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Regulatory Landscape The Triad 1 10


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Ralph A. Wolff, President and Executive Director
Western Association of Schools and Colleges
Accrediting Commission for Senior Colleges and Universities

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Regulatory Landscape The Triad 1 10

  1. 1. Regulatory Landscape:The Triad<br />
  2. 2. 2<br />DGREE<br />Overview of U.S. Higher Education <br />Greatest diversity of institutions in the world<br />Long considered the best system in the world<br />Major innovations – independent boards of trustees, community colleges, open access<br />Massification since Korean War<br />
  3. 3. 3<br />DGREE<br />Mission Differentiation<br />Research <br />Liberal arts <br />Comprehensive universities<br />Community colleges<br />Faith-based <br />Specialized/single purpose<br />“One solution/model won’t fit all.”<br />
  4. 4. 4<br />DGREE<br />Institutions<br />Public 4-year institutions 643<br />Public 2-year institutions 1,045<br />Private 4-year institutions, nonprofit 1,533<br />Private 4-year institutions, for-profit 453<br />Private 2-year institutions, nonprofit 107<br />Private 2-year institutions, for-profit 533<br />Total 4,314<br />
  5. 5. 5<br />DGREE<br />Where Students Go<br />Public 4-year institutions 6,955,013 (39%)<br />Public 2-year institutions 6,225,120 (35%)<br />Private 4-year institutions 4,285,317 (24%)<br />Private 2-year institutions 293,420 (1%)<br />Total17,758,870<br />81% of all freshmen in the fall of 2006 who had graduated from high school in the previous year attended colleges in their home states. <br />
  6. 6. Where Has Growth Occurred?<br />Public 4 yr: 10 yr. 19%<br />Public 2 yr: 10 yr. 28%<br />Private (nonprofit): 10 yr. 19%<br />For profit: 10 yr. 285%<br />Distance Education: 2.1 million (F2008)<br />Share held by for profits 42%<br />6<br />DGREE<br />
  7. 7. Key Values of Traditional H.E.<br />Academic freedom<br />Institutional autonomy<br />Mission distinctiveness<br />Shared governance (faculty control over curriculum)<br />7<br />DGREE<br />
  8. 8. Key Shifts<br />De-institutionalization of learning<br />National footprint institutions<br />Online education on and off campus<br />Increased inter-institutional arrangements<br />Increased accountability<br />8<br />DGREE<br />
  9. 9. Regulatory Environment<br />External<br /> -- States<br /> -- Federal<br /> -- Accreditation<br />Internal<br /> -- Systems<br /> -- Faculty senates<br />9<br />DGREE<br />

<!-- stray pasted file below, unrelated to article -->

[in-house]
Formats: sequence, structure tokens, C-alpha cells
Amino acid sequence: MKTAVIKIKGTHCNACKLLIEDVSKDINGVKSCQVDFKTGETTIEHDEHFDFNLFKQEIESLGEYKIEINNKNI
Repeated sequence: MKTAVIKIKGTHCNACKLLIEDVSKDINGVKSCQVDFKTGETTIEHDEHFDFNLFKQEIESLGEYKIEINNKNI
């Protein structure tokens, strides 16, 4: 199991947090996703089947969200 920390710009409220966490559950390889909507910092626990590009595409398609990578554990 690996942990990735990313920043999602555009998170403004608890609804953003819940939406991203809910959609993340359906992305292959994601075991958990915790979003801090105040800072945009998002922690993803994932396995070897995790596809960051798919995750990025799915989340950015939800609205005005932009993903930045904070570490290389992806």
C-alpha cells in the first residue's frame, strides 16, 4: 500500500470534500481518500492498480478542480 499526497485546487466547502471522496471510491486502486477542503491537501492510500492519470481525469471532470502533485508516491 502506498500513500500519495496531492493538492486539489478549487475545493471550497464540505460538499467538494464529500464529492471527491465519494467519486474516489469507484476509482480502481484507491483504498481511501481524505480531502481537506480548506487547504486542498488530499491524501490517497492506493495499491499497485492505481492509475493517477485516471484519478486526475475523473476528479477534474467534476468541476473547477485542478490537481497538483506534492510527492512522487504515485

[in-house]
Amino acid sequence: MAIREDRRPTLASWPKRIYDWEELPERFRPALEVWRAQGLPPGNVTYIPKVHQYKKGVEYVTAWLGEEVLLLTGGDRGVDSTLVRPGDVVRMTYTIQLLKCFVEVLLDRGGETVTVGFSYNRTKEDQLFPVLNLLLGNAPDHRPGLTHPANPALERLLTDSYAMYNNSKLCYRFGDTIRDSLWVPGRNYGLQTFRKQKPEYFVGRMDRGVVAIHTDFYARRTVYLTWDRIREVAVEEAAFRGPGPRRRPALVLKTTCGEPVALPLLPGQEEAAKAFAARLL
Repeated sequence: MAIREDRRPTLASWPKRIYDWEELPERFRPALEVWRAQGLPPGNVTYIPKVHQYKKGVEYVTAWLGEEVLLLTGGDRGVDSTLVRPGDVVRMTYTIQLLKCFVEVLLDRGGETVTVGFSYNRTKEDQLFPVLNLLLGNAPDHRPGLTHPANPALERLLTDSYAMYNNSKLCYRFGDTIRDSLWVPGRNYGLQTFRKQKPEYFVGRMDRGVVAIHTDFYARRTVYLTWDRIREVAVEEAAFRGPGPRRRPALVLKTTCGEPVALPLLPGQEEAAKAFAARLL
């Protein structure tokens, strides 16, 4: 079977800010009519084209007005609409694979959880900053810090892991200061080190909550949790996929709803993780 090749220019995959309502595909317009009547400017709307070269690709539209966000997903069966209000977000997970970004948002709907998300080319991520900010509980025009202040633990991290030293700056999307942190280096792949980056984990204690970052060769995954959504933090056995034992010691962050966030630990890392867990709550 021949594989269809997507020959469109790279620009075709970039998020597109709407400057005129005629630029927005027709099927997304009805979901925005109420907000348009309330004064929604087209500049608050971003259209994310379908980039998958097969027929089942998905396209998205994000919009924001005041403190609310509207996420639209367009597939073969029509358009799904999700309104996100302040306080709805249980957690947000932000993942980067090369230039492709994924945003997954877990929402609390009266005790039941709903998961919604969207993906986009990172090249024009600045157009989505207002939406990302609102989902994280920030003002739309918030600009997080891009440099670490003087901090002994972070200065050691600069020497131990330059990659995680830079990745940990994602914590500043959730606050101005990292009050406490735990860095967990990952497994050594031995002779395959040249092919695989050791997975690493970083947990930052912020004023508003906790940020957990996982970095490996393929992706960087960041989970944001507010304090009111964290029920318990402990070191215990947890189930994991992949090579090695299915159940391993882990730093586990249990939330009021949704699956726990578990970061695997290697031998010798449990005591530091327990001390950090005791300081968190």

10. 10. States <br />50 different regulatory approaches<br />Licensure of degree granting institutions<br />Prior approval of new campuses, sites, programs<br />Differing regulatory patterns for distance education <br />10<br />DGREE<br />
  11. 11. Accreditation<br />Institutional<br /> -- Regional<br /> -- National<br /> -- Religious<br />Specialized/Professional<br /> -- &gt; 60 and growing<br />11<br />DGREE<br />
  12. 12. History and Authority<br />Created by institutions over 100 years ago<br />Private and nongovernmental<br />Peer review self regulation<br />Mission-centered; Individual institution based<br />Minimum standards, improvement or accountability<br />6 regions; 7 commissions (140 – 1080 institutions)<br />12<br />DGREE<br />
  13. 13. Federal Linkage<br />1952 link to federal financial aid<br />Formal recognition process (5 years)<br />Currently 10 standards, 75 pages of regulations<br />Concern over $80 billion in financial aid<br />More regulations coming<br />13<br />DGREE<br />
  14. 14. Key Regulatory Issues<br />Transfer of credit<br />Student academic achievement<br />Institutional growth, periodic monitoring<br />Substantive change (all of campus sites and changes in modality of learning)<br />Correspondence vs. distance education<br />Definition of a credit hour<br />Occupational codes and placement requirements<br />14<br />DGREE<br />
  15. 15. Time to Accreditation <br />New Institution (Regional): 4-7 years<br /> -- Eligibility, Candidacy, Initial Accreditation<br />New Institution – (National): 1-2 years<br />Acquisition (ownership/control): 6-12 months <br /> -- Agency approval<br />-- USDE approval (PPA)<br />Affiliation: 6 months<br />15<br />DGREE<br />
  16. 16. WASC: Incubator and Capacity Builder<br />160 institutions; &gt; 800,000 fte students<br />1996-2001 Experimentation and dialogue<br />Transformed focus from inputs to outcomes<br />Innovative multi-stage learning centered model<br />Goal is to change the fundamental conversation about accreditation – from compliance to collaborative inquiry<br />Redefined our role as capacity building<br />16<br />DGREE<br />
  17. 17. Key Challenges<br />What should be the standards of quality for 2012-2020?<br />Should there be common outcomes for the bachelor’s degree? <br />What is good enough?<br />How do we encourage innovation and then review it?<br />17<br />DGREE<br />
  18. 18. Can we move beyond accrediting institutions to new platforms, competencies and new models?<br />Can WASC itself become a model what we want our institutions to become? Open, transparent, innovative, etc.<br />18<br />DGREE<br />
  19. 19. 19<br />DGREE<br /> Can We Move To the Next Level?<br />“The problems we have cannot be solved at the same level of thinking at which we created them.” Albert Einstein<br />WASC needs your best ideas to redefine and transform accreditation to meet the changes that you will crate as a result of this conference. <br />